Ecophysiological constraints on spore establishment in bryophytes
Article first published online: 8 DEC 2004
Volume 18, Issue 6, pages 907–913, December 2004
How to Cite
WIKLUND, K. and RYDIN, H. (2004), Ecophysiological constraints on spore establishment in bryophytes. Functional Ecology, 18: 907–913. doi: 10.1111/j.0269-8463.2004.00906.x
- Issue published online: 8 DEC 2004
- Article first published online: 8 DEC 2004
- Received 5 December 2003; revised 3 June 2004; accepted 16 June 2004
- Buxbaumia viridis;
- Neckera pennata;
- water potential
- 1Many threatened bryophytes are restricted to patchy and temporary substrates such as dead wood and tree stems. Their persistence depends on successful colonizations of new patches. Spore germination may then be limited by substrate quality and wetness.
- 2In vitro experiments were used to test the effects of pH and moisture on the establishment of spores of the moss species Neckera pennata Hedw. and Buxbaumia viridis (DC) Moug. & Nestl.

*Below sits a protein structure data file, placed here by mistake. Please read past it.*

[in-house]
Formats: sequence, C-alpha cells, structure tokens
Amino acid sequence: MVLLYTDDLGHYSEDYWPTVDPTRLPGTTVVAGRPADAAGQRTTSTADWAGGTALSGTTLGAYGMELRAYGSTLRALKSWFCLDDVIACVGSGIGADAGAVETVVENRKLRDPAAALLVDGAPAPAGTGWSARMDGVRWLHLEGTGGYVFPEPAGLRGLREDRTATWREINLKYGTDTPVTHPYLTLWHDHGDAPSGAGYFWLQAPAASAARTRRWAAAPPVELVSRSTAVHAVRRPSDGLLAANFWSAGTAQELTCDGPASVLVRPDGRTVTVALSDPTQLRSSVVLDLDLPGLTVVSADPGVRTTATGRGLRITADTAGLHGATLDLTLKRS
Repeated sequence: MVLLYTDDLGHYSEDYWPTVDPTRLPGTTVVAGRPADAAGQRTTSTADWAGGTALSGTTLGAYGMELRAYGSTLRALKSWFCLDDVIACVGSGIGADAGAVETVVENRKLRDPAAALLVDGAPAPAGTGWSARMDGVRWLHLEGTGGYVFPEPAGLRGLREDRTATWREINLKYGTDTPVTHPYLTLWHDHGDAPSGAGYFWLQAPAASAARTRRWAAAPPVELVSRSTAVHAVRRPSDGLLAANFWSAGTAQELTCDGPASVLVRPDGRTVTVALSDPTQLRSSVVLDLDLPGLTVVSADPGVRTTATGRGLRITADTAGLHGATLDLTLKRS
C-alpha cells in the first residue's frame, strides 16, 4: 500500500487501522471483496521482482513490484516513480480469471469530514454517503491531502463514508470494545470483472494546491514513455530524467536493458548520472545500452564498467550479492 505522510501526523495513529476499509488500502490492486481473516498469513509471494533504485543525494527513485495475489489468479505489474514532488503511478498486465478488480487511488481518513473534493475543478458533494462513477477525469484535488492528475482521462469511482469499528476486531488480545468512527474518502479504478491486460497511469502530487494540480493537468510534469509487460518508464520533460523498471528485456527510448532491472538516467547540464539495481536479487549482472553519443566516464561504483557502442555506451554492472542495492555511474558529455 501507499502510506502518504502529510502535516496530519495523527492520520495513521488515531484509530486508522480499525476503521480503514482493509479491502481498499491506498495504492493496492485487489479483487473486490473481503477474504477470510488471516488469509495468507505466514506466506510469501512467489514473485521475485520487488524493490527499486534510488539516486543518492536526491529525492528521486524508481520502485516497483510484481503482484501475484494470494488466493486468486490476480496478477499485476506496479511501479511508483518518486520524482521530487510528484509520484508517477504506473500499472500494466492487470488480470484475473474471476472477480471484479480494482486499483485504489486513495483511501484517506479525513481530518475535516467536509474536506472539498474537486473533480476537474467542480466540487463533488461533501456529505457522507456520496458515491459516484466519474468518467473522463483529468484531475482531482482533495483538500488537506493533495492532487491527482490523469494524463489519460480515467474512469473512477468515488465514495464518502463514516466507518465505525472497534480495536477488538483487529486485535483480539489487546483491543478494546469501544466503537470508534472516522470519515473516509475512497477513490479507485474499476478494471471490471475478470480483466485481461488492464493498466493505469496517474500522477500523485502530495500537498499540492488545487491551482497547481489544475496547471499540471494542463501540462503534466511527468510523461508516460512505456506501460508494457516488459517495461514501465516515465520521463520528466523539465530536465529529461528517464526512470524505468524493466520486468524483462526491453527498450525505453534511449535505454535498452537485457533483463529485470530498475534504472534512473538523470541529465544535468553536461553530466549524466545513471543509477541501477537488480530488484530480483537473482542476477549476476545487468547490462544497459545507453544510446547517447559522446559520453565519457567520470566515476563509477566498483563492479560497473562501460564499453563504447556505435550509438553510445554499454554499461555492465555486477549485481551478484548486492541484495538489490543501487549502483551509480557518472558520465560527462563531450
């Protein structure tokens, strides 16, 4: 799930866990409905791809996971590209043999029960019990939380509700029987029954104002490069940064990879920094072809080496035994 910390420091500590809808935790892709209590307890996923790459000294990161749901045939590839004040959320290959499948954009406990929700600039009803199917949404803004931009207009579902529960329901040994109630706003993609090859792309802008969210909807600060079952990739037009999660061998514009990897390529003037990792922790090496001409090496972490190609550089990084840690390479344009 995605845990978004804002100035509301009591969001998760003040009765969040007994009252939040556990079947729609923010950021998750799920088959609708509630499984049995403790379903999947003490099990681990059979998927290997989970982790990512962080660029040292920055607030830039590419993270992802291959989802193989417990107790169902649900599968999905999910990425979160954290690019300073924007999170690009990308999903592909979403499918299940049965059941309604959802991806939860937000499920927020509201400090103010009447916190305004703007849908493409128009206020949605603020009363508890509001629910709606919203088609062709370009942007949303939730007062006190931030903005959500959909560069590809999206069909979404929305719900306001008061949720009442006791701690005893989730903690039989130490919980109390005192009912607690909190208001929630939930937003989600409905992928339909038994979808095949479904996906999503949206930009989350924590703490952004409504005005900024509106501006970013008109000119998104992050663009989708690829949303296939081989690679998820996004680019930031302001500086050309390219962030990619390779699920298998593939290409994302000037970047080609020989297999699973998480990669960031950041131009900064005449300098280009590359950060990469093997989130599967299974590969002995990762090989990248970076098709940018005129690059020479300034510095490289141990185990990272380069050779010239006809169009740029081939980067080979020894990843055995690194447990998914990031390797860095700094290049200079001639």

- 3Low pH and water potential prolonged the lag phase preceding germination and reduced final germination. The interaction between pH and moisture suggests that high water availability facilitates germination at suboptimal pH, and vice versa.
- 4The results reflect the species’ habitats: the wood-inhabiting B. viridis had higher capacity to germinate at low pH, while spores of the epiphyte N. pennata showed earlier germination at low water potential and survived longer in a dry state. This supports the notion that bryophytes are most strongly affected by substrate quality during establishment.
- 5We suggest that a trade-off exists among moss spores between the ability to colonize substrates with low moisture-holding capacity and low pH, and that the positive effect of high pH is largely that it speeds up germination thereby enabling the spores to exploit short, moist periods.